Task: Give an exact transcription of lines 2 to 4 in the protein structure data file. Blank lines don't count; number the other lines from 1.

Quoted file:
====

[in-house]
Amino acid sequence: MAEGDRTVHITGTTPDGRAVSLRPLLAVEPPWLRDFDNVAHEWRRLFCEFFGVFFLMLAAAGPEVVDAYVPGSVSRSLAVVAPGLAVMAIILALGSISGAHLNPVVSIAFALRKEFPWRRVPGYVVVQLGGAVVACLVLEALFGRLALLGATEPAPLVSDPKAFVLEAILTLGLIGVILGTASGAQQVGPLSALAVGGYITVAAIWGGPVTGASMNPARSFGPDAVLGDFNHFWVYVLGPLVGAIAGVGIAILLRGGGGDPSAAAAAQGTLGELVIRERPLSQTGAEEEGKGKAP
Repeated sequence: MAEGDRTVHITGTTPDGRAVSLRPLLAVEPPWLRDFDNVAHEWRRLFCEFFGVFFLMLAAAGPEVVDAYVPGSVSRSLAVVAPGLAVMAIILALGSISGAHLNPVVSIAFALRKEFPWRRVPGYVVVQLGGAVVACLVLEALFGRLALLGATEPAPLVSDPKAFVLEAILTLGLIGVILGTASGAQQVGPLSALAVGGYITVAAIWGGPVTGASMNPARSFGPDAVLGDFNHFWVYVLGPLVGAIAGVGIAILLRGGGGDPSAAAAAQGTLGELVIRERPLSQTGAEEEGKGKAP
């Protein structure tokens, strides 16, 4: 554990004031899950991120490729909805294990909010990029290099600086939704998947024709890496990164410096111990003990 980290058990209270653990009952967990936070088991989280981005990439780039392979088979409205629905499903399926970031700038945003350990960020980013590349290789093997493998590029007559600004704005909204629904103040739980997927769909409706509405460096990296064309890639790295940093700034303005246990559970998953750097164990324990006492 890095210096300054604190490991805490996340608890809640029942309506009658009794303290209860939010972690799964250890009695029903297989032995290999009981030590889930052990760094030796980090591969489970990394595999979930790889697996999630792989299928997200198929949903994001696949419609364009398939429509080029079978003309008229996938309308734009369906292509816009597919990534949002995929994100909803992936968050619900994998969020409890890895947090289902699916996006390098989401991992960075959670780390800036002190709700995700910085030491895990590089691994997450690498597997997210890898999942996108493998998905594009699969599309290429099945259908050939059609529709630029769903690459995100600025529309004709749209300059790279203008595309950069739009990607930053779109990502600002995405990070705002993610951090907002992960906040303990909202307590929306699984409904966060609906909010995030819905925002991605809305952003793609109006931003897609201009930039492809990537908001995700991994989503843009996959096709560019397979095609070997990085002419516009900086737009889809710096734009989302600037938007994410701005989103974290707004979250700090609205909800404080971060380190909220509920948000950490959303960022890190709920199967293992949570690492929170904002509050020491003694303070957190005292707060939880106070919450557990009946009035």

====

Amino acid sequence: MAEGDRTVHITGTTPDGRAVSLRPLLAVEPPWLRDFDNVAHEWRRLFCEFFGVFFLMLAAAGPEVVDAYVPGSVSRSLAVVAPGLAVMAIILALGSISGAHLNPVVSIAFALRKEFPWRRVPGYVVVQLGGAVVACLVLEALFGRLALLGATEPAPLVSDPKAFVLEAILTLGLIGVILGTASGAQQVGPLSALAVGGYITVAAIWGGPVTGASMNPARSFGPDAVLGDFNHFWVYVLGPLVGAIAGVGIAILLRGGGGDPSAAAAAQGTLGELVIRERPLSQTGAEEEGKGKAP
Repeated sequence: MAEGDRTVHITGTTPDGRAVSLRPLLAVEPPWLRDFDNVAHEWRRLFCEFFGVFFLMLAAAGPEVVDAYVPGSVSRSLAVVAPGLAVMAIILALGSISGAHLNPVVSIAFALRKEFPWRRVPGYVVVQLGGAVVACLVLEALFGRLALLGATEPAPLVSDPKAFVLEAILTLGLIGVILGTASGAQQVGPLSALAVGGYITVAAIWGGPVTGASMNPARSFGPDAVLGDFNHFWVYVLGPLVGAIAGVGIAILLRGGGGDPSAAAAAQGTLGELVIRERPLSQTGAEEEGKGKAP
């Protein structure tokens, strides 16, 4: 554990004031899950991120490729909805294990909010990029290099600086939704998947024709890496990164410096111990003990 980290058990209270653990009952967990936070088991989280981005990439780039392979088979409205629905499903399926970031700038945003350990960020980013590349290789093997493998590029007559600004704005909204629904103040739980997927769909409706509405460096990296064309890639790295940093700034303005246990559970998953750097164990324990006492 890095210096300054604190490991805490996340608890809640029942309506009658009794303290209860939010972690799964250890009695029903297989032995290999009981030590889930052990760094030796980090591969489970990394595999979930790889697996999630792989299928997200198929949903994001696949419609364009398939429509080029079978003309008229996938309308734009369906292509816009597919990534949002995929994100909803992936968050619900994998969020409890890895947090289902699916996006390098989401991992960075959670780390800036002190709700995700910085030491895990590089691994997450690498597997997210890898999942996108493998998905594009699969599309290429099945259908050939059609529709630029769903690459995100600025529309004709749209300059790279203008595309950069739009990607930053779109990502600002995405990070705002993610951090907002992960906040303990909202307590929306699984409904966060609906909010995030819905925002991605809305952003793609109006931003897609201009930039492809990537908001995700991994989503843009996959096709560019397979095609070997990085002419516009900086737009889809710096734009989302600037938007994410701005989103974290707004979250700090609205909800404080971060380190909220509920948000950490959303960022890190709920199967293992949570690492929170904002509050020491003694303070957190005292707060939880106070919450557990009946009035």